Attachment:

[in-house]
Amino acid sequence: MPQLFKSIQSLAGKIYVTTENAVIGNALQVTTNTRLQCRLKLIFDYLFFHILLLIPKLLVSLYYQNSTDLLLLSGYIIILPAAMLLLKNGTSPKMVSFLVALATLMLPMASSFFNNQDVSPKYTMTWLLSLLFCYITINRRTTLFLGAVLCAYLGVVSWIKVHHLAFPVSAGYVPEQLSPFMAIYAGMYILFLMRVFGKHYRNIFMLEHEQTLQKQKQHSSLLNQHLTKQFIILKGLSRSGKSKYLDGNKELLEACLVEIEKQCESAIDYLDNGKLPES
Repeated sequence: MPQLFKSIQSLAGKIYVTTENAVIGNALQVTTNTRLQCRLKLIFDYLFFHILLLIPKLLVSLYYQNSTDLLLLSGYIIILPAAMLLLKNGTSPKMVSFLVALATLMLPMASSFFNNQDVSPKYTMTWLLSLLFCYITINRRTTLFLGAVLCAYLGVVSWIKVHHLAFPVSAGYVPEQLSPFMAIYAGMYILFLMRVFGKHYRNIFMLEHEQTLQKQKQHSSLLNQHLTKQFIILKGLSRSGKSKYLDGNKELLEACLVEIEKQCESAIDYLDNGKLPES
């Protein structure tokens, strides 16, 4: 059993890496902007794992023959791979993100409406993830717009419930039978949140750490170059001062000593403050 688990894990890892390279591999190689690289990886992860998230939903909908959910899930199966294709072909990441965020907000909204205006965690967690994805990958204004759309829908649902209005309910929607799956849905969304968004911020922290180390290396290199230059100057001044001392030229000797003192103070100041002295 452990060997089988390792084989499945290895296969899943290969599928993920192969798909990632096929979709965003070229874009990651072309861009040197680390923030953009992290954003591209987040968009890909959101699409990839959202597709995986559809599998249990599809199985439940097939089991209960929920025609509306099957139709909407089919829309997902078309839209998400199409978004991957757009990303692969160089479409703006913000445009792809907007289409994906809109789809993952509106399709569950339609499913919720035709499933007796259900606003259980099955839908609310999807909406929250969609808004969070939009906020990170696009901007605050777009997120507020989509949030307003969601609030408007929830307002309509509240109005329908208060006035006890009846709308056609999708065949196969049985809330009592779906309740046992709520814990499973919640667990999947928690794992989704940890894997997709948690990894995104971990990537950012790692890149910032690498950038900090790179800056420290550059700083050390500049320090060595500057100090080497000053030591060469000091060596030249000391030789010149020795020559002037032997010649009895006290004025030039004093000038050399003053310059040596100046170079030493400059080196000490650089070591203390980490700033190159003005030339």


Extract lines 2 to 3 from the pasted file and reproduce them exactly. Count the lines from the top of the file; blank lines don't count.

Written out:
Amino acid sequence: MPQLFKSIQSLAGKIYVTTENAVIGNALQVTTNTRLQCRLKLIFDYLFFHILLLIPKLLVSLYYQNSTDLLLLSGYIIILPAAMLLLKNGTSPKMVSFLVALATLMLPMASSFFNNQDVSPKYTMTWLLSLLFCYITINRRTTLFLGAVLCAYLGVVSWIKVHHLAFPVSAGYVPEQLSPFMAIYAGMYILFLMRVFGKHYRNIFMLEHEQTLQKQKQHSSLLNQHLTKQFIILKGLSRSGKSKYLDGNKELLEACLVEIEKQCESAIDYLDNGKLPES
Repeated sequence: MPQLFKSIQSLAGKIYVTTENAVIGNALQVTTNTRLQCRLKLIFDYLFFHILLLIPKLLVSLYYQNSTDLLLLSGYIIILPAAMLLLKNGTSPKMVSFLVALATLMLPMASSFFNNQDVSPKYTMTWLLSLLFCYITINRRTTLFLGAVLCAYLGVVSWIKVHHLAFPVSAGYVPEQLSPFMAIYAGMYILFLMRVFGKHYRNIFMLEHEQTLQKQKQHSSLLNQHLTKQFIILKGLSRSGKSKYLDGNKELLEACLVEIEKQCESAIDYLDNGKLPES